The effort is being closely monitored in a state known for razor-thin elections and where Donald Trump and allies tried to overturn the result in 2020. Republicans are moving aggressively to put the new voting restrictions in place ahead of the 2022 elections, when there are races for governor, attorney general and secretary of state. Michigan also has several key swing congressional districts that will help determine who controls the US House of Representatives in Washington.

The new restrictions are also urgent for Republicans because they are about to lose one of their most powerful advantages in the state legislature. A decade ago, Republicans manipulated the boundaries of electoral districts in such a way that virtually guaranteed they would hold a majority of seats. That manipulation, called gerrymandering, has allowed Republicans to control the legislature since 2011.Advertisement

But in 2018, voters overwhelmingly approved a ballot measure to strip lawmakers of their ability to draw districts, giving the power to an independent commission. With the commission set to draw new districts later this year, the new restrictions may be Republicans’ last-ditch attempt to distort voting rules to give them an edge in elections.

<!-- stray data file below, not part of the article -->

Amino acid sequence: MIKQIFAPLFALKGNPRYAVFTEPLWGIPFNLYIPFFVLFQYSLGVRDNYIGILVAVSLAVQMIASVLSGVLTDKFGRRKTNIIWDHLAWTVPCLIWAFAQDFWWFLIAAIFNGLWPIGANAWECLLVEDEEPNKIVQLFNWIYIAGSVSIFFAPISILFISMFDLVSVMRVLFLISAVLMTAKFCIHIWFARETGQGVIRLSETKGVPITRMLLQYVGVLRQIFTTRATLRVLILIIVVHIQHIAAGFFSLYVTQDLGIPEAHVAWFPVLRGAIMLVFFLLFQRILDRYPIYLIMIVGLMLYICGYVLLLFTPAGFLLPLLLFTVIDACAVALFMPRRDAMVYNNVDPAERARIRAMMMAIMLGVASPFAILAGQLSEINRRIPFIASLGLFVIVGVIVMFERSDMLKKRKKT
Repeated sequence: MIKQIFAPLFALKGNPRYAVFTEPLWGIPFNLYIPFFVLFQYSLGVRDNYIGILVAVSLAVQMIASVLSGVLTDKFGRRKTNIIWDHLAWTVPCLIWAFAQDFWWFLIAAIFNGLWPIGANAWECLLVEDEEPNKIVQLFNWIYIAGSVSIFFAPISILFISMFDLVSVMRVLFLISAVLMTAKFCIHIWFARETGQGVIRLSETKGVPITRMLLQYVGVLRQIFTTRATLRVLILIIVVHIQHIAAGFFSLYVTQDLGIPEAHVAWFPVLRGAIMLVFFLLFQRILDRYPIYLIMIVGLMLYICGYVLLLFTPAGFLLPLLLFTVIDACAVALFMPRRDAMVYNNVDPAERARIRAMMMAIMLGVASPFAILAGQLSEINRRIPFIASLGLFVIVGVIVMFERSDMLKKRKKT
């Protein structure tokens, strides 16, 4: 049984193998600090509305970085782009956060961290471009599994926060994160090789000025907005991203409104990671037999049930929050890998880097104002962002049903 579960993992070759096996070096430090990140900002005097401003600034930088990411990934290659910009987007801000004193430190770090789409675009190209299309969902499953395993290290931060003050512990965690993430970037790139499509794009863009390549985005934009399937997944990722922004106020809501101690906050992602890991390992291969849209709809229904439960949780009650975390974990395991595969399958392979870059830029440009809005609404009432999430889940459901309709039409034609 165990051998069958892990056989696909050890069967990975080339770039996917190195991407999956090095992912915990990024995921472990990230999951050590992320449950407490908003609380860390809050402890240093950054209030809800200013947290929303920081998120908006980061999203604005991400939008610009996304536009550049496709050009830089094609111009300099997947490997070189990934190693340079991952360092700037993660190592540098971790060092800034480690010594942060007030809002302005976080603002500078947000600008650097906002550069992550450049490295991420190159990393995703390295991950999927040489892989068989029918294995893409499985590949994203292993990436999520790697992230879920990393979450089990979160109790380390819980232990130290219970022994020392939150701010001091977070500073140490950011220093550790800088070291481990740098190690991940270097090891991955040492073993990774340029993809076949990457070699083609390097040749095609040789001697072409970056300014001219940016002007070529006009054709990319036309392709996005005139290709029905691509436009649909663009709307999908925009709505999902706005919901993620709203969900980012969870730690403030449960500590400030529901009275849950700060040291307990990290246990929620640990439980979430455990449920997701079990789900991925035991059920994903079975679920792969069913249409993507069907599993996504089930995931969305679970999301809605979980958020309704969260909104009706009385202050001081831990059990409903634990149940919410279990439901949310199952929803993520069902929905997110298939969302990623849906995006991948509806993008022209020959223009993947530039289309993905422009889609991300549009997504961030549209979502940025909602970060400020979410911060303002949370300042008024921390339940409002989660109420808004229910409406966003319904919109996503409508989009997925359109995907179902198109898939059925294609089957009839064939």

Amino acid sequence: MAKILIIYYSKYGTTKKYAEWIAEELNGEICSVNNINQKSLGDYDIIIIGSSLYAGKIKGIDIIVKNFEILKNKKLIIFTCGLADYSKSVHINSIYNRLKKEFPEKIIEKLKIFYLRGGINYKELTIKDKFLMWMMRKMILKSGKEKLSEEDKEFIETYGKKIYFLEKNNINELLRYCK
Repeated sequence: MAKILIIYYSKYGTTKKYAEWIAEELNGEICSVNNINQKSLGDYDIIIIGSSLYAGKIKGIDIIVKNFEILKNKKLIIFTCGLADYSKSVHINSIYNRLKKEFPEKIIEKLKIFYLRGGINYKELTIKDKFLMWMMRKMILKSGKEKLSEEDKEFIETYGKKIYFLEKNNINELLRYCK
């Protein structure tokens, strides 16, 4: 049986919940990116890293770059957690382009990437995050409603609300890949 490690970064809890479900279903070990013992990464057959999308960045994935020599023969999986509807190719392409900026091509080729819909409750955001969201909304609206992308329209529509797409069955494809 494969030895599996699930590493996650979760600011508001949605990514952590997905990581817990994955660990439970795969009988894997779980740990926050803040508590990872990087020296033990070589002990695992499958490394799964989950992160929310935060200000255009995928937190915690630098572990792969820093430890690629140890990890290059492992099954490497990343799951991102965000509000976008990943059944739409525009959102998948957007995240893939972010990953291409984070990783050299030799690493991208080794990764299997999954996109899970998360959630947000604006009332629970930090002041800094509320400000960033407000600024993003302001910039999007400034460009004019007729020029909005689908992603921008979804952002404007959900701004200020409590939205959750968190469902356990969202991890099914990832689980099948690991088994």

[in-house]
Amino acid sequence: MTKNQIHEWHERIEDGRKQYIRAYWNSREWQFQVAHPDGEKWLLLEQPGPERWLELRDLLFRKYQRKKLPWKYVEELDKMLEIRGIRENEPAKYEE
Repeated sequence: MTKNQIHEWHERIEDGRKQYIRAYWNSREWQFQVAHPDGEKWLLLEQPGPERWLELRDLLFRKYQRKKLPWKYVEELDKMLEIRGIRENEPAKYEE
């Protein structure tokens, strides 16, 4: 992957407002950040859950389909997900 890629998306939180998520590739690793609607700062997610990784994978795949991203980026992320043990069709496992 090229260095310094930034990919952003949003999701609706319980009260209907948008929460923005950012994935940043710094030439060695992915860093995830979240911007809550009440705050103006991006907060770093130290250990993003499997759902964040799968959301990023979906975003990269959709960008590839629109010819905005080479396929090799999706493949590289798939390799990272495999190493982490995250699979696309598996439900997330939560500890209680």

“Everything from January 6 forward is about 2022 and ultimately 2024. I believe we should plan for and anticipate that the very forces that emerged in 2020 to try to undermine democracy will be back in full force, potentially stronger, in more positions of authority, to try again in 2024,” Benson said.

Read the complete article here.

Emergency meeting draws corporate leaders to discuss state voting laws

From today’s CBS News Online:

More than 100 of the nation’s top corporate leaders met virtually on Saturday to discuss ways for companies to continue responding to the passage of more restrictive voting laws across the country, a signal that the nation’s premier businesses are preparing a far more robust, organized response to the ongoing debate. 

With some CEOs chiming in from Augusta National Golf Club, site of the Masters golf tournament, attendees on the high-level Zoom call included leaders from the health care, media and transportation sectors and some of the nation’s leading law and investment firms.  

“The gathering was an enthusiastic voluntary statement of defiance against threats of reprisals for exercising their patriotic voices,” said Jeffrey Sonnenfeld, a Yale University management professor who helped organize the confab.